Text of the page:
Critically-acclaimed, Edinburgh sell-out Dr Phil Rude’s Health Show comes to The Berry Theatre next weekend.
It stars GP, writer and broadcaster Phil Hammond. He is Private Eye’s medical correspondent and has appeared on Have I Got News for You, The News Quiz, The Now Show Countdown and The One Show.
Says Phil: ‘The show is a subtle mixture of the political and the anatomical.
‘You’ll laugh and learn stuff, and it’s surprisingly good for your health.
‘I blow the whistle on everything (politicians, doctors, patients, death, drugs, sex, myself). Free swabs and sick notes for all.’
We caught up with him ahead of his Hedge End tour date, to find out more.
When did you first realise you were funny?
At school. When you’ve got ginger hair, freckles and glasses, you have to develop a sense of humour or no-one ever speaks to you. And, if you don’t laugh as a doctor, you become an alcoholic.
But there’s a big difference between making the nurses giggle in the sluice room for free and expecting strangers to pay money to see you be funny. 1989 was my first open mike slot – as a warm up for Arnold Brown – and if I’d died on stage, I would have given up.
When did you decide to take your career in that direction, with a comedy show?
Comedy started off as my therapy, and a way of making sense of working 120 hours a week as a junior doctor. Then it became a pleasure and a passion.
I still work as a GP, because I need the material, and I find the combination of doing medicine, exposing the dark side as a journalist and then laughing it off on stage keeps me sane.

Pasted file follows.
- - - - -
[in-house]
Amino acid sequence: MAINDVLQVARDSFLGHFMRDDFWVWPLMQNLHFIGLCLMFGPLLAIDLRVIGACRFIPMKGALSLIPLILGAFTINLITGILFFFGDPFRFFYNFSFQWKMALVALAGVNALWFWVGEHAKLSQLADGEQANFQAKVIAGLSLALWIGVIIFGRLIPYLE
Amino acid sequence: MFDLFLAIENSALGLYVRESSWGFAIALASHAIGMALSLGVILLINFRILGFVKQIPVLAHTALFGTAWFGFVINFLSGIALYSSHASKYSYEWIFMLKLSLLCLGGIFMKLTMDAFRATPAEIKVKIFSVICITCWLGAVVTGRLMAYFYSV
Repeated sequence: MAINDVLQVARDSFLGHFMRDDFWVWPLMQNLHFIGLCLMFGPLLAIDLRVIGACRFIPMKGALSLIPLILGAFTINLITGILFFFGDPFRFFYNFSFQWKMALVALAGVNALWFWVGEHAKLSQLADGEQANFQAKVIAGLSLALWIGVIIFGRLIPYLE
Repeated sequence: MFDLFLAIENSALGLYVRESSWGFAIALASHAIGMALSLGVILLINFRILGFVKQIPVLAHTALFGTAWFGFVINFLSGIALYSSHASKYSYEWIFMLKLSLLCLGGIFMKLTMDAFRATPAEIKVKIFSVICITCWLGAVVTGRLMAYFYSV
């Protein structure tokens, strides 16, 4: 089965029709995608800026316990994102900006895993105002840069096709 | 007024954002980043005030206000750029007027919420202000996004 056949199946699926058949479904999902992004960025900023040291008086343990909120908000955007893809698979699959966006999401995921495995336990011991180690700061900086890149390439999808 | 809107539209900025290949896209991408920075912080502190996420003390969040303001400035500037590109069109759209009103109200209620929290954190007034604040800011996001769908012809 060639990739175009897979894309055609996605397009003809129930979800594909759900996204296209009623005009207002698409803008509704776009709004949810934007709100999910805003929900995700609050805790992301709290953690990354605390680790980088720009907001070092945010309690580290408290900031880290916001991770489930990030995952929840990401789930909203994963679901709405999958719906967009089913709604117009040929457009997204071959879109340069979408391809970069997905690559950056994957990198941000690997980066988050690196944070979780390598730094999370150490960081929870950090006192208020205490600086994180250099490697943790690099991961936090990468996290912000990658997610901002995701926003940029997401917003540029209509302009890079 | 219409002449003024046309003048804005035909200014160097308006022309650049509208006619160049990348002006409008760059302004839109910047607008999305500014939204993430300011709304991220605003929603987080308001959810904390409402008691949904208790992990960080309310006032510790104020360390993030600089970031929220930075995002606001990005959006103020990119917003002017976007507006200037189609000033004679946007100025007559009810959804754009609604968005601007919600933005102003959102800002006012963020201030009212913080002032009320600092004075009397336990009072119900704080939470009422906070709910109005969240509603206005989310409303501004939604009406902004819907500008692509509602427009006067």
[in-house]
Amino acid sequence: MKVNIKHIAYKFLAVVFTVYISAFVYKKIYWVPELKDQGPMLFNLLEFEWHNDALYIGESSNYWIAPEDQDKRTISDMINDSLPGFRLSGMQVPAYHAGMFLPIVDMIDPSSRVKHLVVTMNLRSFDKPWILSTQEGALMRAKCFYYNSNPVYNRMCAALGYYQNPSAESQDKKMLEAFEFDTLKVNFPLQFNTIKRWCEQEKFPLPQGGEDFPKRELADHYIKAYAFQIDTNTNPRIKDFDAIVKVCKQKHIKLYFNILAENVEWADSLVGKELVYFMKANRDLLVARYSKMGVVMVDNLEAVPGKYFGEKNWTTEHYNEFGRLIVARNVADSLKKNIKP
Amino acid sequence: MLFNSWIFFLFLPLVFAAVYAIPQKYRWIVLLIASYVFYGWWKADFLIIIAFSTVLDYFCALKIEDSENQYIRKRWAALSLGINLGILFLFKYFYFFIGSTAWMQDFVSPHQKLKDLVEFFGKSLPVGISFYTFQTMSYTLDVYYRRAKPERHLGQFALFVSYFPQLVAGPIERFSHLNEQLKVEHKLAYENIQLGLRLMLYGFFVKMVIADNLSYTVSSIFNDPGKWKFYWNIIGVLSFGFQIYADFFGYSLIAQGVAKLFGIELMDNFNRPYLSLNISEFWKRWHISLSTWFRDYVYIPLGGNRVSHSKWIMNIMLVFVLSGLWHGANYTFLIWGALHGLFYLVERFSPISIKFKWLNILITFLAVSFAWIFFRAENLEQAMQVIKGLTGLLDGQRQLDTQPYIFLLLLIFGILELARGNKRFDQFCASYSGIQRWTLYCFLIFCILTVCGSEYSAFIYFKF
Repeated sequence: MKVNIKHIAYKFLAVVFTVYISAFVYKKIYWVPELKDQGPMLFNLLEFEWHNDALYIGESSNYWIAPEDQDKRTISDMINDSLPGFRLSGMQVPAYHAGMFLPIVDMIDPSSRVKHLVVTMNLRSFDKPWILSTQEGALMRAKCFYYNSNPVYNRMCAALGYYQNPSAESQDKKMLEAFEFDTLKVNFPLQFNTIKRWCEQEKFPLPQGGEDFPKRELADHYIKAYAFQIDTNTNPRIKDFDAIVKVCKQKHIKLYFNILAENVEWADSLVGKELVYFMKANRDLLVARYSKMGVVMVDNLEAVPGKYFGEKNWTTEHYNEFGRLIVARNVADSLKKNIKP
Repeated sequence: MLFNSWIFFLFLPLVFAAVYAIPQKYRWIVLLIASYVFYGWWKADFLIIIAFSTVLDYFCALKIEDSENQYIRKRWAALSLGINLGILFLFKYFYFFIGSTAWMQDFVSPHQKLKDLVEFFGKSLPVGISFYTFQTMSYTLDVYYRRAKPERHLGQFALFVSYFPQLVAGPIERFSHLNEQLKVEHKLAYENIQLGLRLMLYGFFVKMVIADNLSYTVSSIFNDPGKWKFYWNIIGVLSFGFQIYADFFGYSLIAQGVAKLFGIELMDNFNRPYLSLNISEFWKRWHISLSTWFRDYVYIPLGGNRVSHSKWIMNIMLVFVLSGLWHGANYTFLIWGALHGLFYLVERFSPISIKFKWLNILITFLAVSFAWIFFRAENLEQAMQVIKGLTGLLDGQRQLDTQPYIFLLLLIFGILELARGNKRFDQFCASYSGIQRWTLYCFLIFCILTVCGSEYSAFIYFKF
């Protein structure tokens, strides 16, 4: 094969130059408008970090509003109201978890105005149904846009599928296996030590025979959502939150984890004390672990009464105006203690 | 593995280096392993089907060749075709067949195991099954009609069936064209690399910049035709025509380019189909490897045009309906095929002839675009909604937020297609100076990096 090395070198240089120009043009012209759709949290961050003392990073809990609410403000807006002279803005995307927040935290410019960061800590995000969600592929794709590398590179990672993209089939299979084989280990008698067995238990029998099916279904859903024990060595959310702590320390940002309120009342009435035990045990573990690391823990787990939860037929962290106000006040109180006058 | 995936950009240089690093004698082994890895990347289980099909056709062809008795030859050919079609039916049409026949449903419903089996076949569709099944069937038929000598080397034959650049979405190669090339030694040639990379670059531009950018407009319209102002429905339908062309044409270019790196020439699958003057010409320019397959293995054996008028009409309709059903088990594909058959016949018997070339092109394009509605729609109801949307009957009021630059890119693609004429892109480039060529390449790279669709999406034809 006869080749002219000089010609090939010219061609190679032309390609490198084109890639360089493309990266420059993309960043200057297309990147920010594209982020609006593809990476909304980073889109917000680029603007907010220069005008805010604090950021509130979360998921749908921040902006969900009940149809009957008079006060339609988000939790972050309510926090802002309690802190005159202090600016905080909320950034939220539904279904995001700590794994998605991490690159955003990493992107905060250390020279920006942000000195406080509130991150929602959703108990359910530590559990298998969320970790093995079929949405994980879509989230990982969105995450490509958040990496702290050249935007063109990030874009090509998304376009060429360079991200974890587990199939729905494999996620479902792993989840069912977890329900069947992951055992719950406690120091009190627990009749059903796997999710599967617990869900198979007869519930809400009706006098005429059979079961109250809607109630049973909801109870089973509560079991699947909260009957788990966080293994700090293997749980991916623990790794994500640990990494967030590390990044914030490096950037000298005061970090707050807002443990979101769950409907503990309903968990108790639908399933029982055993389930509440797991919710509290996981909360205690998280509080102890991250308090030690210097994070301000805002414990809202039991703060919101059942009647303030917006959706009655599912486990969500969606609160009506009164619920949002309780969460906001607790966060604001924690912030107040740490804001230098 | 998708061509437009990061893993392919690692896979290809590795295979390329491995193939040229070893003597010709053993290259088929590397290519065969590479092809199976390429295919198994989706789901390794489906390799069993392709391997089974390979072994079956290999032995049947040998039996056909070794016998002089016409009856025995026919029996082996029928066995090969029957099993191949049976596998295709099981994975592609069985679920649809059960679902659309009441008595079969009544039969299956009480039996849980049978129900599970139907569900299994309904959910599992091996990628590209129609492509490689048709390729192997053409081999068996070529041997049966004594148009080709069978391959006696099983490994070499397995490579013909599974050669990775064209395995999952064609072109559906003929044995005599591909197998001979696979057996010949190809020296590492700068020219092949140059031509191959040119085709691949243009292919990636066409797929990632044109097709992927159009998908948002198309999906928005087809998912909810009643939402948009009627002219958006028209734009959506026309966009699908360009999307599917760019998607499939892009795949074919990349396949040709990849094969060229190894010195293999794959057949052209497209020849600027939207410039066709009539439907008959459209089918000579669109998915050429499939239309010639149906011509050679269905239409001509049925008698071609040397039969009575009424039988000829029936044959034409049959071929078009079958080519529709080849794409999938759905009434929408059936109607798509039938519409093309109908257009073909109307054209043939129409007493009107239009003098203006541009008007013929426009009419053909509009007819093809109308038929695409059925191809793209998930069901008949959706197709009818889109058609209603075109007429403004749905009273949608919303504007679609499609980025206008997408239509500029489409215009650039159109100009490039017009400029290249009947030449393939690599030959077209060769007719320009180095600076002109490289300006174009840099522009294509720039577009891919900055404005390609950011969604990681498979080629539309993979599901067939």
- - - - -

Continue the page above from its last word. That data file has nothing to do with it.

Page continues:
Name three things that make you laugh.
Unintended humour makes me laugh most. There’s a clip of a woman in tight Lycra splitting her pants as she pushes off her bobsleigh that never fails to cheer me up.
I also like punchlines that you don’t see coming – like a knight’s move in chess.
And people who can bring the house down without saying a word. Tommy Cooper excelled at this.
What’s the best thing about your job?
The variety. On Monday I’m a doctor. On Tuesday I’m an investigative journalist. Then I might do some lecturing and a few comedy gigs, write a few new gags and a sitcom before ending the week with some broadcasting.
Who’s your biggest hero?
Dame Cicely Saunders – founder of the hospice movement. If we could guarantee everyone a good death, we could live our lives as we wanted, safe in the knowledge it won’t be too painful and distressing at the end.
Dr Phil’s Rude Health Show is at The Berry Theatre, Hedge End, on Saturday, May 26, from 8pm. Tickets cost £15 (£13 concessions and NHS employees) from theberrytheatre.co.uk or 01489 799 499.